In the typical piano action, for instances-,-

,as is well understood bythose Vfamiliar with the artf-there arel certain breaks or spaces between the hammer act/ions` at or mediate the lengths of the tiers for properly spacing them apart and for supporting them cgllectively as a unitary structure. The strut 92v may be supported in any practicable manner at its lower endif desired. f

To contribute :further to the strength of the structure, each tier may have secured vintervals along the width of they action.

along its length a girder 95, preferably of metal; and the saine may overlie the closure strip. 7 0 and be secured in place by screwing to the board 1'3 ot each tier.- These girders 95 alone, whether in single lengths or sectional, tend to stiften each tier' and to support the same against sagging. Said girdcrs together with one or more struts 92 and the desci'ibed"'arrangement of the tiers, supply an exceedingly stable, unitan construction, which is at once compact anc convenient to insert and remove -from the piano action and very easyV to take apart and assemble.

It is to be understood that the. invention is by no means limited to the specific details of construction, organization and mode of operation hereinbefore described in connection with the speciticdisclosure of the drawings. 0n the contrary the invention issusceptible of-various embodiments such as will appear to those skilled in the art. It is by no means indispensable that all the features of the invention be used conjointly, since they may be used to advantage separately.

1. In a musical instrumenf-the'combination of' a pnl umatic; a, secondary valve within said pneumatic; a secondary cham bei' having a. d ohragm for controlling said valve; a-suppoitcoaxial with the valve to 'provide for relative angular movement 4olfsaid valve and support and to conti-ol said movement; and a primary valve mechanism t0 govern the pneumatic condition Within the secondary diaphragm chamber. l

2. In a musical instrument the combination cfa neumatic having ports in opposite boar s thereof; a valve controlling diaphragm; and valve means controlled by said 4diaphragm and including a stein and substantially unyieling avalve member y mounted thereon for universal 'relative anular movement to enable said valve -memf er always to maintain a. proper centered relation relative to said ports respectively and to its stem.

3. 1n a.4 musical instrument the combina- `tin of a'pneumatic; a diaphragm chamber having a diaphragm above the valve; valve controlling means depending from said dia-` phragm; a valve lor controlling said pneumatic and bearing against said controlling` V means; and means tohold the valve in posiboards thereof; a valve' adapted to seat against said ports respectively; a valve stem upon which said valve is mounted. for univers-al angular movement; a spring noi'- mally sustaining said valve; and a `valve conlrolling diaphragmto operate the valve -ii'i opposition to said spring.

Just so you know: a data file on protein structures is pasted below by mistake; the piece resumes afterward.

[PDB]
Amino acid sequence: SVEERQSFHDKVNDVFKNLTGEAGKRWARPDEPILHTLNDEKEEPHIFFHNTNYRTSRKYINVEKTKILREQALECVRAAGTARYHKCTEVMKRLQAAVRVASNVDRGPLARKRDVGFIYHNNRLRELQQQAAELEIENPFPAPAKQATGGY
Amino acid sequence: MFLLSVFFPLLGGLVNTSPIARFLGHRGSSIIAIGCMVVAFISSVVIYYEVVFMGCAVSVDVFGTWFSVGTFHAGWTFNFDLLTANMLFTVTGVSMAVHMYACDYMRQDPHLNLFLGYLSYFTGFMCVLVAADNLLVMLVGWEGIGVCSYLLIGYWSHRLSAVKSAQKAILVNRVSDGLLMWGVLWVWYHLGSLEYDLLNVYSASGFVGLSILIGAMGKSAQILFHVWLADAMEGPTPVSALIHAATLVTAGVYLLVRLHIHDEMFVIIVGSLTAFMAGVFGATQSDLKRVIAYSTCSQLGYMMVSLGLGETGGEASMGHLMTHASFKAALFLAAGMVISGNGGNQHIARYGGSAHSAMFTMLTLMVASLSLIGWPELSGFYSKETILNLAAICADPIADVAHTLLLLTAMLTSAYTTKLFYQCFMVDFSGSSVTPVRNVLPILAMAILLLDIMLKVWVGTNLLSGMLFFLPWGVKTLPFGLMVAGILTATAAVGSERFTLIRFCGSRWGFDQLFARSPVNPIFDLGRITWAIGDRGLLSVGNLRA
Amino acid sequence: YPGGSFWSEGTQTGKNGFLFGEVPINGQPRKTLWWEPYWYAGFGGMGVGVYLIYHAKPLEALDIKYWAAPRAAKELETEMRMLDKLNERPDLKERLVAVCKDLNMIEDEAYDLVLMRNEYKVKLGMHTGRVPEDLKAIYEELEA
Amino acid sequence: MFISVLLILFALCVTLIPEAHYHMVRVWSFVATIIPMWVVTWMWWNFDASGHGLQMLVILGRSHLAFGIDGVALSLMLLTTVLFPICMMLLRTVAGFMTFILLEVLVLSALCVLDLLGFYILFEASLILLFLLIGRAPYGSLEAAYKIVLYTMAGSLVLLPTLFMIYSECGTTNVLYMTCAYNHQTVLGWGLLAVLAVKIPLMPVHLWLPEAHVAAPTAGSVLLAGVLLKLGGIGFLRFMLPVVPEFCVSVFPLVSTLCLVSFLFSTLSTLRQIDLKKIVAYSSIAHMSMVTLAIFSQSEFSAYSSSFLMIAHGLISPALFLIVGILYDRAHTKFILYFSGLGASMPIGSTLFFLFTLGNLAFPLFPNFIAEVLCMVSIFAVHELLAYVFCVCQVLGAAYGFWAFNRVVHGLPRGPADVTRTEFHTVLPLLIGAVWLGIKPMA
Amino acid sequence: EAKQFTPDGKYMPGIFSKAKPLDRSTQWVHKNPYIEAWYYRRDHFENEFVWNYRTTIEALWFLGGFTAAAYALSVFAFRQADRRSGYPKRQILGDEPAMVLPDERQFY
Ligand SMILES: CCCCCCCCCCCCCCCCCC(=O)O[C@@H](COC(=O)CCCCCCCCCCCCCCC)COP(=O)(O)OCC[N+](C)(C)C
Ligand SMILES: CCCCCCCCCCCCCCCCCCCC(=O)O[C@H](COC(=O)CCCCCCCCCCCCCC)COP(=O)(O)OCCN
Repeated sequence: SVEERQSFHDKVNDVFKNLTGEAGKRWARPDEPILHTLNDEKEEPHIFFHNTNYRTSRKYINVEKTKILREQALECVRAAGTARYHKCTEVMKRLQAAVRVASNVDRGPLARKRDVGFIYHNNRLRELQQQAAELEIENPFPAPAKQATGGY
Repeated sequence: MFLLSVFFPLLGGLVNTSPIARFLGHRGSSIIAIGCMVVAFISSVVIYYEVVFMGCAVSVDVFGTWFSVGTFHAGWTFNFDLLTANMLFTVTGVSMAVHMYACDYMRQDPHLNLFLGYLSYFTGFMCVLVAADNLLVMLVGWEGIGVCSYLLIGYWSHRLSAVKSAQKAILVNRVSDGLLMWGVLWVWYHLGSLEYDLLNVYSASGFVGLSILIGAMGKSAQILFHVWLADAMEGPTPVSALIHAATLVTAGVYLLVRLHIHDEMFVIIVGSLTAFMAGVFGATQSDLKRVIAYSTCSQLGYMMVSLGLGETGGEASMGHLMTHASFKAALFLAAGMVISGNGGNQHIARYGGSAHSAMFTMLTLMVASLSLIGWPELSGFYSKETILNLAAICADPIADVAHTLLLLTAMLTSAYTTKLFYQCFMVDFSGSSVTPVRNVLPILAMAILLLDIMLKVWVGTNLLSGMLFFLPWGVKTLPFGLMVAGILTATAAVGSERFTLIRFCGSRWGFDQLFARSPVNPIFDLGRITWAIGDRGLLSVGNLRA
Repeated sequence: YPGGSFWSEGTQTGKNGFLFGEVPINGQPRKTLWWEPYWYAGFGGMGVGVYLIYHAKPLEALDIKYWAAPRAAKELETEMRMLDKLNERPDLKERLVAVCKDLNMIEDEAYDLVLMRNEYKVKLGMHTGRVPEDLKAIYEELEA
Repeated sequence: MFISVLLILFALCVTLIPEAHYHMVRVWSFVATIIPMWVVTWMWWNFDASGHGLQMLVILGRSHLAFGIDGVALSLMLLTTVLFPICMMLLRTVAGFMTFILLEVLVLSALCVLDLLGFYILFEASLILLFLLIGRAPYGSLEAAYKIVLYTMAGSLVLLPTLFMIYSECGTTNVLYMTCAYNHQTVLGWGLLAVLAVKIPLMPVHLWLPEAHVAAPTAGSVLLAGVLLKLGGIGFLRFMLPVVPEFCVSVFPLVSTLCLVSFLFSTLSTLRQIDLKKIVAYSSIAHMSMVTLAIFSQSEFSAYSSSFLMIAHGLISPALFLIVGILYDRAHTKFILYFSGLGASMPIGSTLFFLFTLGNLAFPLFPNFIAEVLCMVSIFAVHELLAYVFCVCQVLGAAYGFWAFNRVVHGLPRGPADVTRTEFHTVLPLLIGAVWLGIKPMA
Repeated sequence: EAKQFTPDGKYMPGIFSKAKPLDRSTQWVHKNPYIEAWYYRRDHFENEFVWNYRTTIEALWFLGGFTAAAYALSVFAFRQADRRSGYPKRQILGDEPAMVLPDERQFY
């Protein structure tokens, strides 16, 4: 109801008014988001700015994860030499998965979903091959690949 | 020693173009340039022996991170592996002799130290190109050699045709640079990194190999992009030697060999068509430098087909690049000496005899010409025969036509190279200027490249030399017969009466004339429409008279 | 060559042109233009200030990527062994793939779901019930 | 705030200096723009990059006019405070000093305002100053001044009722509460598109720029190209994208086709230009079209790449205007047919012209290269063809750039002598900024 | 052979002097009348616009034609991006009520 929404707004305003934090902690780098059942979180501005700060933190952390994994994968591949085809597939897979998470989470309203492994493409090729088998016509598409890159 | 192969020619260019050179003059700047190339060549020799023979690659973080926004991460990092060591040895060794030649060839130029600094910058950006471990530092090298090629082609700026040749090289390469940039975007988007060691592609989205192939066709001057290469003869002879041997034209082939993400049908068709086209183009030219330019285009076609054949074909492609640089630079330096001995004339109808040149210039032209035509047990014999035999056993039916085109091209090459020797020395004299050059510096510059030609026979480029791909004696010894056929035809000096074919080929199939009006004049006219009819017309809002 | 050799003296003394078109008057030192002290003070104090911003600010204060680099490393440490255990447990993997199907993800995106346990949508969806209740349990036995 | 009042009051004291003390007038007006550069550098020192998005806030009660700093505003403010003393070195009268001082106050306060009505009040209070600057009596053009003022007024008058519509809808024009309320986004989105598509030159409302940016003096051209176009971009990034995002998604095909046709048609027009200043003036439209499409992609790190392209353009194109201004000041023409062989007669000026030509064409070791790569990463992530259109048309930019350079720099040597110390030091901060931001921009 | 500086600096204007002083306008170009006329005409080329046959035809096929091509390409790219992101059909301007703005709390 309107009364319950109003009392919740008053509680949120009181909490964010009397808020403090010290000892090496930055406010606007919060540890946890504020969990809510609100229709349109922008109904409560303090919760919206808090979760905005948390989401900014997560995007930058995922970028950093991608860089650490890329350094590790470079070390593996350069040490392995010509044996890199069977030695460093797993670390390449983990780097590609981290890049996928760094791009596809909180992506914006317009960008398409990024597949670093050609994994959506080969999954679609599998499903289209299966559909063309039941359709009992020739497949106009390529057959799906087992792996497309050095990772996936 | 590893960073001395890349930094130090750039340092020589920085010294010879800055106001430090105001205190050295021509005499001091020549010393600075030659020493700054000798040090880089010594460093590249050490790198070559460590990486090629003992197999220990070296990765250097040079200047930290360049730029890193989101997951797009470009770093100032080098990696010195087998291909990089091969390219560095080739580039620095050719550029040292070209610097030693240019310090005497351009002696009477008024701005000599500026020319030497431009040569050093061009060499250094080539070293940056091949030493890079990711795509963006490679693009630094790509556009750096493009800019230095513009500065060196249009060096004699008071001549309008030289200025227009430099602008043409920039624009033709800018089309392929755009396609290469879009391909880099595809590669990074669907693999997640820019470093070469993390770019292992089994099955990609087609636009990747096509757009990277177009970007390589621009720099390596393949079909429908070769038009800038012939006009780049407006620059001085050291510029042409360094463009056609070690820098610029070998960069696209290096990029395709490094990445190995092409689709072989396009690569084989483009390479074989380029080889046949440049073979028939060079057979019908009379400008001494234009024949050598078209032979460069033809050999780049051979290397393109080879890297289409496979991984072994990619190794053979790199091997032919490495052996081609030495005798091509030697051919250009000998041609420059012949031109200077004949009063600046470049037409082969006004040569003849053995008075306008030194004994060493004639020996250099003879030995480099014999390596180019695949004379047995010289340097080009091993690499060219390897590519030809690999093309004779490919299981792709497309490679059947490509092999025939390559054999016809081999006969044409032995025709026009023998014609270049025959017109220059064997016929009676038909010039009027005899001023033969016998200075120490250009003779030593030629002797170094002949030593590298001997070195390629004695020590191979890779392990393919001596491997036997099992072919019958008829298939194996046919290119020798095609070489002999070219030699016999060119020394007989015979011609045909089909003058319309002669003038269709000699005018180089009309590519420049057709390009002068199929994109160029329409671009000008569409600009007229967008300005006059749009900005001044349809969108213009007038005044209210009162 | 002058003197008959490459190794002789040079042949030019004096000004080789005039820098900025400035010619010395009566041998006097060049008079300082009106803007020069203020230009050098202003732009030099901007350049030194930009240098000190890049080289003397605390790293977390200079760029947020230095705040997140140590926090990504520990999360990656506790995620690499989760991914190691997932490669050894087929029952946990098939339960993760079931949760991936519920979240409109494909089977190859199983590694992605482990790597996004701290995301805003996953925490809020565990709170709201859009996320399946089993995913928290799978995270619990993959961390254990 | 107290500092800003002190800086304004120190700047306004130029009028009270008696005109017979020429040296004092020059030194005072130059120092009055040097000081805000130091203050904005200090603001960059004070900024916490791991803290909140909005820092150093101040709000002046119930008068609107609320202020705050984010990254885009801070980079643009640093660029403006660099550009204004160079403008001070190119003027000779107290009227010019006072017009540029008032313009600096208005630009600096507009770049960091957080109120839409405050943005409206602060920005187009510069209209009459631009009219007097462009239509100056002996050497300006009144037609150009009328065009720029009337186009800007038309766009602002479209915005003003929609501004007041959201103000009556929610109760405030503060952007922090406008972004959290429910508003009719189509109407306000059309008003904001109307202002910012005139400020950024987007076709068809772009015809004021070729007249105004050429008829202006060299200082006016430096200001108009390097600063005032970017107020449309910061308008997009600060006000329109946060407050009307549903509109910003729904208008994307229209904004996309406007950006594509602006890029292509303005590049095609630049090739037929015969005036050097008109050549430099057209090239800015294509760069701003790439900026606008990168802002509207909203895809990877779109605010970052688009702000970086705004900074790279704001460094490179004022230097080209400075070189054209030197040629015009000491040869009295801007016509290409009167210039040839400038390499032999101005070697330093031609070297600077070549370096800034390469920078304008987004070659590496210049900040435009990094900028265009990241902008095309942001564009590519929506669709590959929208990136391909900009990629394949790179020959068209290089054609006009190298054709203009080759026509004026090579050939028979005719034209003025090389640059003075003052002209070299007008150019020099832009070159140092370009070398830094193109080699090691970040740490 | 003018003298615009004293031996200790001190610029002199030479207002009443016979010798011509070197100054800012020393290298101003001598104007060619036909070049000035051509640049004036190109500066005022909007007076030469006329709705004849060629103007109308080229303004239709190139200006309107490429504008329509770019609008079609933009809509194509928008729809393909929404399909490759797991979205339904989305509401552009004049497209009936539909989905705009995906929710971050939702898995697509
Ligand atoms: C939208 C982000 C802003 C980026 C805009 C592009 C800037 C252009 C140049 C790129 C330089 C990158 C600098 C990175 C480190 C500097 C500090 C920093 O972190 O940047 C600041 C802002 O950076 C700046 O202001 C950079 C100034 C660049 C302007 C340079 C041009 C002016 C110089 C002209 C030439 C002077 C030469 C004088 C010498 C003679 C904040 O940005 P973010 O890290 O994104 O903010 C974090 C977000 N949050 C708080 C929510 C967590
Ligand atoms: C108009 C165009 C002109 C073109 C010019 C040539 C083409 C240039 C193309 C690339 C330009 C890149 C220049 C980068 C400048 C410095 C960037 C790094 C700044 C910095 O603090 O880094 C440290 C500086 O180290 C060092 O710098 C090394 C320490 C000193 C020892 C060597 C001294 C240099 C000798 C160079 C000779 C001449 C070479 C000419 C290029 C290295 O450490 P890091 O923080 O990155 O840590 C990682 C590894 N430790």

5. 1n a musical instrumentthe coinbination of a pneumatic; a floating valve for controlling the condition therein; valve sustaining means, ineludinga spring, acting upon one face of said valve but disconnected therefrom; and pneumatic means act-ing upon the other face of the valve but disconnected therefrom.

6. In a pneumatic valve mechanism for musical instruments, the combination of a diaphragm chamber having a downwardly facing diaphragm; a depending valve conw trolling device secured to the diaphragm of said chamber; a valve separated 'from but acted upon by said device; and means to maintain said device and valve in operative relation.

7. In a pneumatic valve mechanism for musical instruments, the combination of a diaphragm` chamber having a downwardly facing diaphragm; a depending valve controlling device securedto said diaphragm; a valve separate. vfrom said device but governed. thereby;V land yielding means to maintain said device and valve in operative relation. A

8. ln a musical instrument havingbrealcs or intervals in the tone sounding action thereof, the combination 'of a. plurality of tiers of motor pneumatics; and supporting means for th 4tiers of said breaks or intervals. j Y i 9. In a m sical instrument having brcaks or intervals in its tone. sounding action, the comhipation of a, plurality Aof tiers of niotor pneumatics; and a strut to support said tiers at a break or interval.

10; In a musical instrument having a break` or interval 1n its tone sounding action, the combination of a plurality of tiersV It is hereby certified that in Letters Patent N o 1,253,744, granteddanuary 15,

1918, upon the application of Charles F. Stoddard, of Boston, Massachusetts, for

en improvement in "Musical Instruments, errors appear in tho print-od specification requiring correction as follows: Page 5, line 41, claim 2,*before the `word substam tielly insert the article a; same page, line 96, claim 8, for the word of read at; and that the said Letters Patent should be road with these corrections therein that the same may conform to the record of the onse in the Patent (Mice:

Signed and sealed this 26th day of February, A. D., 1915.

[SEAL] F. w. H. CLAY;

Acting Co'm'fstsfcioner of Przitents. Cl. Sli-118.